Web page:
David Lempert cannot have too many friends, especially in Cambodia, with a "crooked"
conclusion that a civil war awaits the country ("Foreign aid: Creating Conditions
for the Next Civil War," Post, December 29, 2007).
Few can see beyond the current rosy picture of the economy which is based on, as
Lempert puts it, exploitation and selling off resources, rather than sustainable
development. It is easy to dismiss Lempert's thesis with the recent discovery of
oil and gas reserves and other potential discoveries that can last the country for
some time - too long to appreciate the implications. It seems the exploitation and
sale of assets will continue without much consideration given to Lempert's concerns.
The best Lempert and his school of thought can hope for is that the trickle effect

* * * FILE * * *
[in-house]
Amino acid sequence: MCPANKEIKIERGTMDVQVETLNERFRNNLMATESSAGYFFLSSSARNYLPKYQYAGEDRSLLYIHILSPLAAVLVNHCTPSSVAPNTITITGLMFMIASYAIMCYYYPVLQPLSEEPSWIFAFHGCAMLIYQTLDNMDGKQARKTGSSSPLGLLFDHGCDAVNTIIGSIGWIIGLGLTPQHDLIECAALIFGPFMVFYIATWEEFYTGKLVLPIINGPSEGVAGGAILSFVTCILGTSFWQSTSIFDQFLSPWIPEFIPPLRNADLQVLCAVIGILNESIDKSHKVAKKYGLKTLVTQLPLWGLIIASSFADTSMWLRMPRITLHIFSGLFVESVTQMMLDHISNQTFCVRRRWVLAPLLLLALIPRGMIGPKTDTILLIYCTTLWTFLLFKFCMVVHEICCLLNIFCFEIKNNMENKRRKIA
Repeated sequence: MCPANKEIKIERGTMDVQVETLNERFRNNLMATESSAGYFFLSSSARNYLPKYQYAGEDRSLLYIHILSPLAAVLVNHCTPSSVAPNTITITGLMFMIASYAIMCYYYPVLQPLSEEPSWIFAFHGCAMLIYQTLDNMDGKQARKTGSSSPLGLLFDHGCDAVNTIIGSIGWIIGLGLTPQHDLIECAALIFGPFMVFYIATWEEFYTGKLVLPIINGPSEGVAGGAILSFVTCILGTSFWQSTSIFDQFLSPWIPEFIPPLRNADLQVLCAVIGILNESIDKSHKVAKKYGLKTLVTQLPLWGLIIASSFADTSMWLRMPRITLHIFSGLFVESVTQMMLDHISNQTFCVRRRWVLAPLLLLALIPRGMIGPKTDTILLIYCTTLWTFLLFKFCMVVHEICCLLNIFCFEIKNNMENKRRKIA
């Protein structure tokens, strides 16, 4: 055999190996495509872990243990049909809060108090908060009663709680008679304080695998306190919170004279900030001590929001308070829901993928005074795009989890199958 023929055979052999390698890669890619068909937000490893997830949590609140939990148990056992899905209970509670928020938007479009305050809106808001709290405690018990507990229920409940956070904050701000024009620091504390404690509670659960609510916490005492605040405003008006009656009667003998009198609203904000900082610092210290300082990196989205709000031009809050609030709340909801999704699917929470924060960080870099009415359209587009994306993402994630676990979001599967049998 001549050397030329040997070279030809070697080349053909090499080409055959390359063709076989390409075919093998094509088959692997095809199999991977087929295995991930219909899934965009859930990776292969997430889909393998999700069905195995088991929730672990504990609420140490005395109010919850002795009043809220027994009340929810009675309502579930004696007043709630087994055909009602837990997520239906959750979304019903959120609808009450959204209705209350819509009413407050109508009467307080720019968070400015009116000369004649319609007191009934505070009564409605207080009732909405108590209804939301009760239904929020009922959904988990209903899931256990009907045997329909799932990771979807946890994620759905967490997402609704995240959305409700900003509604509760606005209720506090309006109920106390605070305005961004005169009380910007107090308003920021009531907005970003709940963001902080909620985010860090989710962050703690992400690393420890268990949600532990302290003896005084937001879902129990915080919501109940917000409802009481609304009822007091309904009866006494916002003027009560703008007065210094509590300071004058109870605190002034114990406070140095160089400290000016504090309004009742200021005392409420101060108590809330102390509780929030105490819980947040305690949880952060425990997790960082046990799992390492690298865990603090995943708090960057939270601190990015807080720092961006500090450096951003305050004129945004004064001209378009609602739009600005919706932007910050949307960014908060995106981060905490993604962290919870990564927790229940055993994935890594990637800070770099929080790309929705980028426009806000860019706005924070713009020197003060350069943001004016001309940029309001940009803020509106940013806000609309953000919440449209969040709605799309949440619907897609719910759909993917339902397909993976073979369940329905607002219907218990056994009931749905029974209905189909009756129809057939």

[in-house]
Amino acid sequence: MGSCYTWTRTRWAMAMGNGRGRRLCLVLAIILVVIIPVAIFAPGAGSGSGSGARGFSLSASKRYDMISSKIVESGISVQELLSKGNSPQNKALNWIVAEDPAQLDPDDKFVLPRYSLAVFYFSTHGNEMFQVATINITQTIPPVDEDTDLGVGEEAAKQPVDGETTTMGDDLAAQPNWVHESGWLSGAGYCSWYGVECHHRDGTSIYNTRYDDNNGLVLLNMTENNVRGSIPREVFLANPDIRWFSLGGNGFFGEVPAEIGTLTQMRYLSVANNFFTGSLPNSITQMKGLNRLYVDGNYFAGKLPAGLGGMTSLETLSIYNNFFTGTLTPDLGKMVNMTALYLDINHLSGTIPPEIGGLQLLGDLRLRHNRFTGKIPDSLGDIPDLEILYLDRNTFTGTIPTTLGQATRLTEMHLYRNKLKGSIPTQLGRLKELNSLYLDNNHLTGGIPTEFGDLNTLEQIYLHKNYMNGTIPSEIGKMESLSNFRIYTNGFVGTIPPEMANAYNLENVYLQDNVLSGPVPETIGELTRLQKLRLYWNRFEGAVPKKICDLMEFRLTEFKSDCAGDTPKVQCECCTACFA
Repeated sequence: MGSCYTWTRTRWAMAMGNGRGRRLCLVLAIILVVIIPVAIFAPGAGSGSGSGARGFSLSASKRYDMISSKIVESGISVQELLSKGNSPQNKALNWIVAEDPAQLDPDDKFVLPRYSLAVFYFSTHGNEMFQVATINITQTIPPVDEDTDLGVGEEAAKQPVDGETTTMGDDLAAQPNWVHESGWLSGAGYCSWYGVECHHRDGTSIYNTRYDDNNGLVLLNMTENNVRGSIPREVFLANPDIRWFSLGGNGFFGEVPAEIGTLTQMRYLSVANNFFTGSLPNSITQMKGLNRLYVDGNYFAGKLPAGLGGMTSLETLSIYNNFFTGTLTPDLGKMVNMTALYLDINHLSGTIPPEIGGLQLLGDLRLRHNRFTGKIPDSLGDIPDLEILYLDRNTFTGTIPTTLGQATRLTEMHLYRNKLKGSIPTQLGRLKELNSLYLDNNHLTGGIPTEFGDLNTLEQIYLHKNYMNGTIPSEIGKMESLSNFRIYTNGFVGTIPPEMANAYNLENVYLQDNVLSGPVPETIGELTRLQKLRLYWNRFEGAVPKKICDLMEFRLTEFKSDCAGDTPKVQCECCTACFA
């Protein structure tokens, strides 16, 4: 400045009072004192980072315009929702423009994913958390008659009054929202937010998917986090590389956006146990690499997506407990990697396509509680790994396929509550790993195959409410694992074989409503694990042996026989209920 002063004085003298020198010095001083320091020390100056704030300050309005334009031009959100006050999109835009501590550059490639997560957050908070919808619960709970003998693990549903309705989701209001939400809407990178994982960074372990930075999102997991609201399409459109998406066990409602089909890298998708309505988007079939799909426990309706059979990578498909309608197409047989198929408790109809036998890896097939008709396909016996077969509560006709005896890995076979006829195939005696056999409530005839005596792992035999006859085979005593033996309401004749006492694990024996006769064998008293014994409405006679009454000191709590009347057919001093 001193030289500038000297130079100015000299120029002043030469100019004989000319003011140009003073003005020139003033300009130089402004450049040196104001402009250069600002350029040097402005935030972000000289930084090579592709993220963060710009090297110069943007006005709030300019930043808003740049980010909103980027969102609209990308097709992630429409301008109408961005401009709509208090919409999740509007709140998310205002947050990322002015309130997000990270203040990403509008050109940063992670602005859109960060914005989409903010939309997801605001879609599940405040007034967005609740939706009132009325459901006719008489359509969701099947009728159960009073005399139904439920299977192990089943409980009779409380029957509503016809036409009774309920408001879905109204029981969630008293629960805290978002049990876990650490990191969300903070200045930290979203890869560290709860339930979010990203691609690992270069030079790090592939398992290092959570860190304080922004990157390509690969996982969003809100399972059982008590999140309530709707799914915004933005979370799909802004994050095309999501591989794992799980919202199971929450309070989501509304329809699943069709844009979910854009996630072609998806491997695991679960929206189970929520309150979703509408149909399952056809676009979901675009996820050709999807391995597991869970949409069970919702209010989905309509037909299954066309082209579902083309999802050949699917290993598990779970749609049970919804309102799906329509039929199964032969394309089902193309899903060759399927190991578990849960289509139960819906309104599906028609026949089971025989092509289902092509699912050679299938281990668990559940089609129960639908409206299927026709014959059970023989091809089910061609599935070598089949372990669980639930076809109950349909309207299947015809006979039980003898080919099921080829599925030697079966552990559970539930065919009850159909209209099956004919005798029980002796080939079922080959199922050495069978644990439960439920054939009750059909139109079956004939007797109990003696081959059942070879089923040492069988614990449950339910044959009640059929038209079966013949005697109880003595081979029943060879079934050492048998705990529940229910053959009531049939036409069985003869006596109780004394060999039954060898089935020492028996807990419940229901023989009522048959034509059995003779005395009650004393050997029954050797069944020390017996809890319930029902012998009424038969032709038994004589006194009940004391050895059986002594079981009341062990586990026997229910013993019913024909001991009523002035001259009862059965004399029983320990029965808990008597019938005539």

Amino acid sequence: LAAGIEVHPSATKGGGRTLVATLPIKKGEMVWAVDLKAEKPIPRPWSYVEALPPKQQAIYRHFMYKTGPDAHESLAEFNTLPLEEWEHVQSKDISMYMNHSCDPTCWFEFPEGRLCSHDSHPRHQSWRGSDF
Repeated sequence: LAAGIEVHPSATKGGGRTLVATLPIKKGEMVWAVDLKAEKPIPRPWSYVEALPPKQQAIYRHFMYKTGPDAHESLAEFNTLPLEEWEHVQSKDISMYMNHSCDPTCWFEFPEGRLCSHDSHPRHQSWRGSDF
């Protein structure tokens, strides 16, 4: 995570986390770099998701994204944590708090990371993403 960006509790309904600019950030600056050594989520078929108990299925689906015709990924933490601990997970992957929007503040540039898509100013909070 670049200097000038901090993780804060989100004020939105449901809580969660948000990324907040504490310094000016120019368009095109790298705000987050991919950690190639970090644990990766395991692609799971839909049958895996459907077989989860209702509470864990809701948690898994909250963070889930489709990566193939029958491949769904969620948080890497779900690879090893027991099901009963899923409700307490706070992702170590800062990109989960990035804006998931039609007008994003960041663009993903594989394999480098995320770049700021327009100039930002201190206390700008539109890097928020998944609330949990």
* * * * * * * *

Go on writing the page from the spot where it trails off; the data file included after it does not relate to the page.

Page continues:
will do the job of spreading the economic benefits to the poor majority fast enough
to avert the civil war.
It is ironic that water management, which gave Cambodia the Angkor temples, could
now take them away. The irrigation policy of Khmer leaders in the first millennium
pushed Cambodia to its peak, leaving those glorious temples. They are now in danger
of collapsing due to water mismanagement in Siem Reap City in the past decade. The
ground supporting Angkor becomes brittle as the deep underground water has been heavily
pumped to cater for the anarchic tourism development in the city.
I take my hat off to Dr Lempert. - Bun Buno, Australia